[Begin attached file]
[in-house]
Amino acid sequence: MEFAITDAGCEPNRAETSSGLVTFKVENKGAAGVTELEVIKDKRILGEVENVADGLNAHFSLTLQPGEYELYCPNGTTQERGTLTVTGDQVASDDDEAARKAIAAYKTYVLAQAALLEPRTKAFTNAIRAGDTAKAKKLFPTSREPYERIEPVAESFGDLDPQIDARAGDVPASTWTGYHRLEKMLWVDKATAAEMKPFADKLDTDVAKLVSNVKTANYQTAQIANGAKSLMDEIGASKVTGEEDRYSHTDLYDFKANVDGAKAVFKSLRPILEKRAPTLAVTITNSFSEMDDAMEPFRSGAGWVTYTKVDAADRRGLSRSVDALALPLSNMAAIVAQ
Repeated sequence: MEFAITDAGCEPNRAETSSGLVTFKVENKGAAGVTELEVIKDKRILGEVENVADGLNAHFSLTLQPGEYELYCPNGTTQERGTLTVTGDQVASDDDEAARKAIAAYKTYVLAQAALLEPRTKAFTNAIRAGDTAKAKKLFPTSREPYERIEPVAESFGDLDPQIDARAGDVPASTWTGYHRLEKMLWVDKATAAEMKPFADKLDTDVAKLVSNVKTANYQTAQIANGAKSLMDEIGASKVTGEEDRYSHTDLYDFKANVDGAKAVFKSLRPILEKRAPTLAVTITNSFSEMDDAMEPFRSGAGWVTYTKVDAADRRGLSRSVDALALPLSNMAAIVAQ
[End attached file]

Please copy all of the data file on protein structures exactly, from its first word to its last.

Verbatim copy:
[in-house]
Amino acid sequence: MEFAITDAGCEPNRAETSSGLVTFKVENKGAAGVTELEVIKDKRILGEVENVADGLNAHFSLTLQPGEYELYCPNGTTQERGTLTVTGDQVASDDDEAARKAIAAYKTYVLAQAALLEPRTKAFTNAIRAGDTAKAKKLFPTSREPYERIEPVAESFGDLDPQIDARAGDVPASTWTGYHRLEKMLWVDKATAAEMKPFADKLDTDVAKLVSNVKTANYQTAQIANGAKSLMDEIGASKVTGEEDRYSHTDLYDFKANVDGAKAVFKSLRPILEKRAPTLAVTITNSFSEMDDAMEPFRSGAGWVTYTKVDAADRRGLSRSVDALALPLSNMAAIVAQ
Repeated sequence: MEFAITDAGCEPNRAETSSGLVTFKVENKGAAGVTELEVIKDKRILGEVENVADGLNAHFSLTLQPGEYELYCPNGTTQERGTLTVTGDQVASDDDEAARKAIAAYKTYVLAQAALLEPRTKAFTNAIRAGDTAKAKKLFPTSREPYERIEPVAESFGDLDPQIDARAGDVPASTWTGYHRLEKMLWVDKATAAEMKPFADKLDTDVAKLVSNVKTANYQTAQIANGAKSLMDEIGASKVTGEEDRYSHTDLYDFKANVDGAKAVFKSLRPILEKRAPTLAVTITNSFSEMDDAMEPFRSGAGWVTYTKVDAADRRGLSRSVDALALPLSNMAAIVAQ